The Minnesota Wild organization has knocked on the door of relevance before. The problem is, knocking’s usually as far as it got. There’s been chatter about how this iteration of the team is different. They’re scoring more goals per game than they have before. The style of play is far more aesthetically pleasing. Their roster features a budding superstar in Kirill Kaprizov with another game-breaking talent in Kevin Fiala. It has strong team speed throughout the forward lines and can play fast. They can play a bruising style with Joel Eriksson Ek, Jordan Greenway, Nico Sturm, Marcus Foligno, and Brandon Duhaime.
However, they hadn’t won a statement game to prove that this wasn’t the same old “Mild.”
In the grand scheme of things, Saturday’s 4-3 shootout win over the Toronto Maple Leafs is just one of 82. A loss would not have killed the Wild’s playoff chances or eliminated them from contention. It was, after all, only Dec. 4th; Game 24 on the schedule.
At least that’s what the excuse would have been had the Wild not beaten the Maple Leafs on home ice to extend their winning streak to six games. Instead, because it wasn’t the playoffs (yet), it was the only measuring stick Minnesota could use to gauge their club. It wasn’t the first time the Wild had a five-game winning streak. Nor was it the first time the Wild faced off against a top team in the league and won. But Saturday was different.
The buzz was palpably different from any other regular-season game in Wild history. Even the game where they hosted the Columbus Blue Jackets when they entered with 12 and 14-game winning streaks couldn’t match this hype. This was a match-up of two top teams in the NHL, both leading their respective conferences, going toe-to-toe. If it were a prizefight, it would have been the headliner, requiring pay-per-view to witness it.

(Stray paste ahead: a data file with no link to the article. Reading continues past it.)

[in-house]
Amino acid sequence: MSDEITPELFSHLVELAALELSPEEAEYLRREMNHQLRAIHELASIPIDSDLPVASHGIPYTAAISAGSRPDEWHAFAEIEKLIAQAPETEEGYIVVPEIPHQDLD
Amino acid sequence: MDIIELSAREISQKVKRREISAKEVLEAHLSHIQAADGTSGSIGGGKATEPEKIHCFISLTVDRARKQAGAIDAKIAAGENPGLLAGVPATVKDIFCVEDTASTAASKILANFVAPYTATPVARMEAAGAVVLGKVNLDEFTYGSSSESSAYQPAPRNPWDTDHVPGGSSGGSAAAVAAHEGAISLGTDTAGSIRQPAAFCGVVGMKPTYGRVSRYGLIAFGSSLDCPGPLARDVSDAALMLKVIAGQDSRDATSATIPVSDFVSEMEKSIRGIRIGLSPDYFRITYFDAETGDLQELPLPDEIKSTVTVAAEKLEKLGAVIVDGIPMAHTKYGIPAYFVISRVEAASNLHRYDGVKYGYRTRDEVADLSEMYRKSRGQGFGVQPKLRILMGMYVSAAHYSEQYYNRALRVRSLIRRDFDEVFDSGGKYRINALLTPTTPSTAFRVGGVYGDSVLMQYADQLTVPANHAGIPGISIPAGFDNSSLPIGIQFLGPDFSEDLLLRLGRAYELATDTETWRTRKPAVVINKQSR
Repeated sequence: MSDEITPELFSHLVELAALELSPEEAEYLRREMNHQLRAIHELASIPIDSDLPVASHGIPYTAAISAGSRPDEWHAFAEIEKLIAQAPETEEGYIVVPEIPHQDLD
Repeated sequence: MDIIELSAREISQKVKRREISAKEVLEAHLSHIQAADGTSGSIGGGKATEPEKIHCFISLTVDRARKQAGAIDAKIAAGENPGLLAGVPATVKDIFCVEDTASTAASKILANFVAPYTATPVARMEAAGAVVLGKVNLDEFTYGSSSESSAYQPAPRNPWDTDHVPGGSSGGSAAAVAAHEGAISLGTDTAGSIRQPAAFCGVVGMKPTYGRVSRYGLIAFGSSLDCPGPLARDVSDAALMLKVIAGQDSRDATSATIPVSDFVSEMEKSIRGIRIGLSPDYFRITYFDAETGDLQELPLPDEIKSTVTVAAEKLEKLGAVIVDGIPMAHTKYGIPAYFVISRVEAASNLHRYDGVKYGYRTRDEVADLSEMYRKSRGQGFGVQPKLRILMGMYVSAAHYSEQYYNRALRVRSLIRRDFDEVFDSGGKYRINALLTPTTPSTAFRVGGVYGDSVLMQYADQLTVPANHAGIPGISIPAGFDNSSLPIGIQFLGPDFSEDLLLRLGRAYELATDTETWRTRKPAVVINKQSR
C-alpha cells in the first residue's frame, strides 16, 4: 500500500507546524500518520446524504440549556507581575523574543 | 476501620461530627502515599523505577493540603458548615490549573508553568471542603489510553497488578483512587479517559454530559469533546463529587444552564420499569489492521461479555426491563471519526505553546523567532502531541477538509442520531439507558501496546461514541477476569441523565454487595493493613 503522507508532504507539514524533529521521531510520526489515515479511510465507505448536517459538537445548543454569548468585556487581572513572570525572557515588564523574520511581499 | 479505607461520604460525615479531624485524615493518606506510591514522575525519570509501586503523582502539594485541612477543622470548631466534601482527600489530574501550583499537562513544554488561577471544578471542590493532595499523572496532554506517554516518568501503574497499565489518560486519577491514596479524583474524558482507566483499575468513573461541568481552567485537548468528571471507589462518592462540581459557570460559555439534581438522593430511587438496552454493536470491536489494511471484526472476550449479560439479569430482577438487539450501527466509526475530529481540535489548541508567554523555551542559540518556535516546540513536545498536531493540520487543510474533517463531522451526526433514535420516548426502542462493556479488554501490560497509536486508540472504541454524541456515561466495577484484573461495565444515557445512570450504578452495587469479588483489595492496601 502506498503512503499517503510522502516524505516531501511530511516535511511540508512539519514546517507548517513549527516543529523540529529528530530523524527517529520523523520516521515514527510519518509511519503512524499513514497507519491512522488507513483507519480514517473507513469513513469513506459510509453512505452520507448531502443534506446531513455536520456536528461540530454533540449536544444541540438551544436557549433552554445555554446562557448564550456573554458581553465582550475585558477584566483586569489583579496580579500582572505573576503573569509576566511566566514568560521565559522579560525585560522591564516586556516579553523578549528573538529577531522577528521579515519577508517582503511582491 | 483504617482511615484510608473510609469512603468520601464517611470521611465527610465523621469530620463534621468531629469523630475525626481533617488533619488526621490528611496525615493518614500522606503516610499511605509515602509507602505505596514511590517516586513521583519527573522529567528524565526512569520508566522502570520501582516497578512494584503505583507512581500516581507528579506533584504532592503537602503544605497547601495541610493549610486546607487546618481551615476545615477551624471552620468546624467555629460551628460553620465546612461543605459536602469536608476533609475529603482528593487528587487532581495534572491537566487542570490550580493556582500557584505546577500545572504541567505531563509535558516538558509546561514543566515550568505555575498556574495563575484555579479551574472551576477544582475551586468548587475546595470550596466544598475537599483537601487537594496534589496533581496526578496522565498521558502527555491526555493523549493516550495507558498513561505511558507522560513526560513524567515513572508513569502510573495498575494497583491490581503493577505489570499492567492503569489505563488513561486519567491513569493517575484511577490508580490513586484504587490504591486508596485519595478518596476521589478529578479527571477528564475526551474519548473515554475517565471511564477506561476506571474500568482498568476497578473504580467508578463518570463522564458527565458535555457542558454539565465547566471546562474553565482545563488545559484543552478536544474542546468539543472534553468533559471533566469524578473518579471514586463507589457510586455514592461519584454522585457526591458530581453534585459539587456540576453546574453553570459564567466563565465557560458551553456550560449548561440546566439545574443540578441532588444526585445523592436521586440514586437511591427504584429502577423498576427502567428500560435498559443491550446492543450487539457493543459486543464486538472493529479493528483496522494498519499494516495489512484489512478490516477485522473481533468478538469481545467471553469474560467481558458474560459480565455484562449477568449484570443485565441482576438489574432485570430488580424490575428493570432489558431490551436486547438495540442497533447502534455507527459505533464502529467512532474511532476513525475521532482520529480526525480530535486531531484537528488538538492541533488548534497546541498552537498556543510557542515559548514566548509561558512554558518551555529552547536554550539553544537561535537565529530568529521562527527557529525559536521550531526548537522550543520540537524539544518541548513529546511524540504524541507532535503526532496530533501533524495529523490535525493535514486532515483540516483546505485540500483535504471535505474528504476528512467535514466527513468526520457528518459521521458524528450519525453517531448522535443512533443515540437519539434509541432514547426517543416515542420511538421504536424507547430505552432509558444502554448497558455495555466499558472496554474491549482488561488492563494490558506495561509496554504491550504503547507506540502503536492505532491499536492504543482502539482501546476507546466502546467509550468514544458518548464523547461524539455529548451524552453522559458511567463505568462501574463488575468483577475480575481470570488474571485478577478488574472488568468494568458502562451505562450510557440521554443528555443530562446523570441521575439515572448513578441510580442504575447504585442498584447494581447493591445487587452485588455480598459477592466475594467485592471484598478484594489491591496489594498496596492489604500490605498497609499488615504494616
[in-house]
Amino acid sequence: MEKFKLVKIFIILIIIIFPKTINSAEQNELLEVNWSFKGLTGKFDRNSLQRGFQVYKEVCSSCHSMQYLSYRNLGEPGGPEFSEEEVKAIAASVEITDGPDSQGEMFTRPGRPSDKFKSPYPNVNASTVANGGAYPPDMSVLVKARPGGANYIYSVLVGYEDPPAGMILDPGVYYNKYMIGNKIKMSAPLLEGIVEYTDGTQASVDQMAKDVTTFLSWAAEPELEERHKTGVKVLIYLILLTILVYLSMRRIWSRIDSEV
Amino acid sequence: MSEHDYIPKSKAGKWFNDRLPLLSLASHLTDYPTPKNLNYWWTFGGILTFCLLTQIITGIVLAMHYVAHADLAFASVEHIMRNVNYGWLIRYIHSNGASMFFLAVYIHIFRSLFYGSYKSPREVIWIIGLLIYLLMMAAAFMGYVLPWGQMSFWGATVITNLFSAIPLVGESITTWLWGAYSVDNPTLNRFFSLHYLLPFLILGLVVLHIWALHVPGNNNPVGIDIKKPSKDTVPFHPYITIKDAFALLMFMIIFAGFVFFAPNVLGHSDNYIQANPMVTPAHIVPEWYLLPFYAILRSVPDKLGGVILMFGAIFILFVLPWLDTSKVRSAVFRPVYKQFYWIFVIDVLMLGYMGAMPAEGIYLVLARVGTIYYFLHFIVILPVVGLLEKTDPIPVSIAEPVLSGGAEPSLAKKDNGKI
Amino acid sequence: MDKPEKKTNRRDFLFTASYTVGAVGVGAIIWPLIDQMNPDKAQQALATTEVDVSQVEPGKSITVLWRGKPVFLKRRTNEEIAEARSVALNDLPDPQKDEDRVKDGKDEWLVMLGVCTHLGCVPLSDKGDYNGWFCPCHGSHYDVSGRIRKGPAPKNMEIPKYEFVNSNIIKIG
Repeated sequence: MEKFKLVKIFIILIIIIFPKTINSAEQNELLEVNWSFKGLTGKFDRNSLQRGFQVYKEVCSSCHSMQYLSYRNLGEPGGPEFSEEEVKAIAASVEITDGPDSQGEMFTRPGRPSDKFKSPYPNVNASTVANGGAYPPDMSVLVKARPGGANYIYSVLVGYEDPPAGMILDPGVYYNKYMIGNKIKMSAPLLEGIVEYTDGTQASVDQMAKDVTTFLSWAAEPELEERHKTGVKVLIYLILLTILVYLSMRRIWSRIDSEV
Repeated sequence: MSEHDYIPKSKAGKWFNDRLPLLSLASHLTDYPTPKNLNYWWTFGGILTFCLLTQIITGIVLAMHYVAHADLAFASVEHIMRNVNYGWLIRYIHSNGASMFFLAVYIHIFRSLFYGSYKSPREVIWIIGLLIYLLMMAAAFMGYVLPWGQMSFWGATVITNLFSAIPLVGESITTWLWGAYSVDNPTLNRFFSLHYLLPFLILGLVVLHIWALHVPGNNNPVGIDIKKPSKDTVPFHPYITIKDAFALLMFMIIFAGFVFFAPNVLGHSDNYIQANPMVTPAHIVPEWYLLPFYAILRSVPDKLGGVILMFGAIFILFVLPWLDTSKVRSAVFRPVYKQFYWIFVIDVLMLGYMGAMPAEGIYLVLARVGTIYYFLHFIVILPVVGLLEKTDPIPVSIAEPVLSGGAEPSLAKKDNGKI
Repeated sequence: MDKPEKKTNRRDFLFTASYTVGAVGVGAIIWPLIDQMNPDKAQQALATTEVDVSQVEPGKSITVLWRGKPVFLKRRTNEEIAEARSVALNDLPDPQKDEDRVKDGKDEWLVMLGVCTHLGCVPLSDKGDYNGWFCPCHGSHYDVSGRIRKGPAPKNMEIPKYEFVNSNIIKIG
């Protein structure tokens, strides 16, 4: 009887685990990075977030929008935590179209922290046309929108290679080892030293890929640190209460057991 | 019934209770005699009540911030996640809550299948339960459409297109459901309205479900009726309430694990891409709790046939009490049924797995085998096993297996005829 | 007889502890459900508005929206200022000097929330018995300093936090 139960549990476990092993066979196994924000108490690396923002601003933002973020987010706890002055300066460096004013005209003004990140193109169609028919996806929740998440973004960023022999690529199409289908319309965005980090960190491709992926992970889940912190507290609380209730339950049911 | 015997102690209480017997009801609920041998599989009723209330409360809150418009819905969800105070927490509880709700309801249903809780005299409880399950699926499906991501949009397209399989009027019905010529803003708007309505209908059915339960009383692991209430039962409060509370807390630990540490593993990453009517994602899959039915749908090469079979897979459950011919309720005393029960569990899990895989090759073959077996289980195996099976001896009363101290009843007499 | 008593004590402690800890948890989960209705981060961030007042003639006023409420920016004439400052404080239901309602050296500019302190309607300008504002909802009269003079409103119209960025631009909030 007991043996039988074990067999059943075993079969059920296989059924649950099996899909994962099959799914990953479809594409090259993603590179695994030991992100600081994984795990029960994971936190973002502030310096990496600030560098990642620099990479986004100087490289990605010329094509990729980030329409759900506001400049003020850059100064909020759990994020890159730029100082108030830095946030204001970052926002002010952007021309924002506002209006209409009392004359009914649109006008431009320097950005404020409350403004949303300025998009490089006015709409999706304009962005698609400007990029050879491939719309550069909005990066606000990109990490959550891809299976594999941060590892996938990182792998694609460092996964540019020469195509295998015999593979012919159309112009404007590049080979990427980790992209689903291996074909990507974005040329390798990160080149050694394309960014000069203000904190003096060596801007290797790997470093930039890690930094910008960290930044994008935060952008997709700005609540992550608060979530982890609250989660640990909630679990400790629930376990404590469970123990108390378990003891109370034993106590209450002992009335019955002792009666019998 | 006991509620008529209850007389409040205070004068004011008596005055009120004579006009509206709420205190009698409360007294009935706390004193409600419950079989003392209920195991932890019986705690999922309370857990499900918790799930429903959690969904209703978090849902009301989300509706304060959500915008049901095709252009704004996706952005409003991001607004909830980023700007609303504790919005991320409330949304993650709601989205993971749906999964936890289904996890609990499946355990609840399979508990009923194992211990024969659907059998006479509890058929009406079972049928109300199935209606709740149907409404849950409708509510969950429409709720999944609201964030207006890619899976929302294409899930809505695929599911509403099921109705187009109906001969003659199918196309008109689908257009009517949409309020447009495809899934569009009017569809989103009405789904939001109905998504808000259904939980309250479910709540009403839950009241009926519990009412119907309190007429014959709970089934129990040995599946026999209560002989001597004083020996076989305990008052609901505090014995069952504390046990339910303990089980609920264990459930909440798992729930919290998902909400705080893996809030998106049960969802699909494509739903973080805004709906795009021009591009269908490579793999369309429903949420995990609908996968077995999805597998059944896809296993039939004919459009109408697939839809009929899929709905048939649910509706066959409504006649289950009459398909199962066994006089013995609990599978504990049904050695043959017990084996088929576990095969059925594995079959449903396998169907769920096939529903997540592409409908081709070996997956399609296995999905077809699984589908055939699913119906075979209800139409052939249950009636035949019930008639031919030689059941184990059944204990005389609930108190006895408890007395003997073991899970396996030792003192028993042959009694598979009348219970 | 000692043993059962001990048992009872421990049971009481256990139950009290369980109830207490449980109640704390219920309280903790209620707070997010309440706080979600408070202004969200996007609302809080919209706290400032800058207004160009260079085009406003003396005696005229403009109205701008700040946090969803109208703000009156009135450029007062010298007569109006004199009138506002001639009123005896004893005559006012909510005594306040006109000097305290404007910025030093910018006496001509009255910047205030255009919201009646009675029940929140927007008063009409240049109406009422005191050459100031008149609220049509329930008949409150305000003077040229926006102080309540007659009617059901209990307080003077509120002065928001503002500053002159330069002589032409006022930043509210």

Was it a perfect game? No. Minnesota coughed up a three-goal lead and had to use a shootout to finish the Maple Leafs off. Some old habits showed up – like lobbing the puck into the neutral zone for defensive zone clears, or attempting to play dump and chase. But the Wild overcame those habits and got back to what has made them successful to this point. Even when a fluky goal against tied the game, this team showed it had something more to give. The Wild stopped the bleeding and took back the momentum for the third period. They showed that they can take it, adjust, and rally back to win, even when their opponent lands a couple of blows.
Going back a couple of weeks, the Wild rallied but lost to the Florida Panthers. Afterward, players and coaches commented on the pace of play and the speed of the game being among some of the fastest of which they’ve taken part. “They’re probably as good a team as we’re going to see this year,” Wild forward Nico Sturm said following the game on Nov. 20th. “That was arguably, in my 2 1/2 years in the league, probably the fastest pace that I’ve seen.” Minnesota went on to lose in a shootout to the Tampa Bay Lightning the following night.
However, the Wild learned some valuable lessons from the trip to Florida. In years past they wouldn’t be able to keep up with the Panthers and Lightning’s pace. Now Minnesota knows they have the horses to compete in those races. The Panthers impressed the Wild players and coaches, and it looks like they took notes and brought those lessons home to Xcel Energy Center.
In each of the five games on the recent homestand, the Wild didn’t wait around to get things going. Minnesota scored first in four of the five games and roared back to dominate the Arizona Coyotes in the one game where they surrendered the first tally. The Wild answered and found the net often, dictating the pace both with speed and physicality.
Lightning head coach Jon Cooper noticed. “The hockey they play is probably some postseason hockey,” Cooper said postgame. Evason’s group was able to avenge their earlier loss to the Lightning having learned a thing or two about themselves. And they took that mentality into Saturday’s match-up with Toronto.
With the victory, the Wild walked through that door. They showed that what they have inside the locker room isn’t just fool’s gold. Instead of talking about how they tried hard or that they put forth a good effort, they actually took care of business on the ice and didn’t apologize for it. And while it was only one of 82 games, this one felt different.
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